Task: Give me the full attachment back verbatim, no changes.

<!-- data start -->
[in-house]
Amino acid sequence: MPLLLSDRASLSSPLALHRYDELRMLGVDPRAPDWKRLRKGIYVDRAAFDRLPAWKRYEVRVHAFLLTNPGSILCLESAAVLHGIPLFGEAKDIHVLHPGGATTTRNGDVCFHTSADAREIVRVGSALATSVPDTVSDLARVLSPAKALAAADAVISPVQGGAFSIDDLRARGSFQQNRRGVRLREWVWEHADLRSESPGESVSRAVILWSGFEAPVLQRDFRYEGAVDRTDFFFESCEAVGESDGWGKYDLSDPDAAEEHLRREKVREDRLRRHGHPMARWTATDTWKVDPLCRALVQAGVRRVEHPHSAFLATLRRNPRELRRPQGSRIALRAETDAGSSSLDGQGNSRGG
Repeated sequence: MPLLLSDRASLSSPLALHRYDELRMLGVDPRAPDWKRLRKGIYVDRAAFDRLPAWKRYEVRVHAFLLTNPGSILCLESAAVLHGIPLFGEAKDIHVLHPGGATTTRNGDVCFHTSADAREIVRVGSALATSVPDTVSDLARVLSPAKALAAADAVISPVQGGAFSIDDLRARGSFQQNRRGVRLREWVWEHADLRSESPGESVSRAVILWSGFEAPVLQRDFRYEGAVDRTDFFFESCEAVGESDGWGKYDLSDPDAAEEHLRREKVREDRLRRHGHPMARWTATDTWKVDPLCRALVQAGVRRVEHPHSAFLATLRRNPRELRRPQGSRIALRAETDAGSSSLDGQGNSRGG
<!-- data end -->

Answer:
[in-house]
Amino acid sequence: MPLLLSDRASLSSPLALHRYDELRMLGVDPRAPDWKRLRKGIYVDRAAFDRLPAWKRYEVRVHAFLLTNPGSILCLESAAVLHGIPLFGEAKDIHVLHPGGATTTRNGDVCFHTSADAREIVRVGSALATSVPDTVSDLARVLSPAKALAAADAVISPVQGGAFSIDDLRARGSFQQNRRGVRLREWVWEHADLRSESPGESVSRAVILWSGFEAPVLQRDFRYEGAVDRTDFFFESCEAVGESDGWGKYDLSDPDAAEEHLRREKVREDRLRRHGHPMARWTATDTWKVDPLCRALVQAGVRRVEHPHSAFLATLRRNPRELRRPQGSRIALRAETDAGSSSLDGQGNSRGG
Repeated sequence: MPLLLSDRASLSSPLALHRYDELRMLGVDPRAPDWKRLRKGIYVDRAAFDRLPAWKRYEVRVHAFLLTNPGSILCLESAAVLHGIPLFGEAKDIHVLHPGGATTTRNGDVCFHTSADAREIVRVGSALATSVPDTVSDLARVLSPAKALAAADAVISPVQGGAFSIDDLRARGSFQQNRRGVRLREWVWEHADLRSESPGESVSRAVILWSGFEAPVLQRDFRYEGAVDRTDFFFESCEAVGESDGWGKYDLSDPDAAEEHLRREKVREDRLRRHGHPMARWTATDTWKVDPLCRALVQAGVRRVEHPHSAFLATLRRNPRELRRPQGSRIALRAETDAGSSSLDGQGNSRGG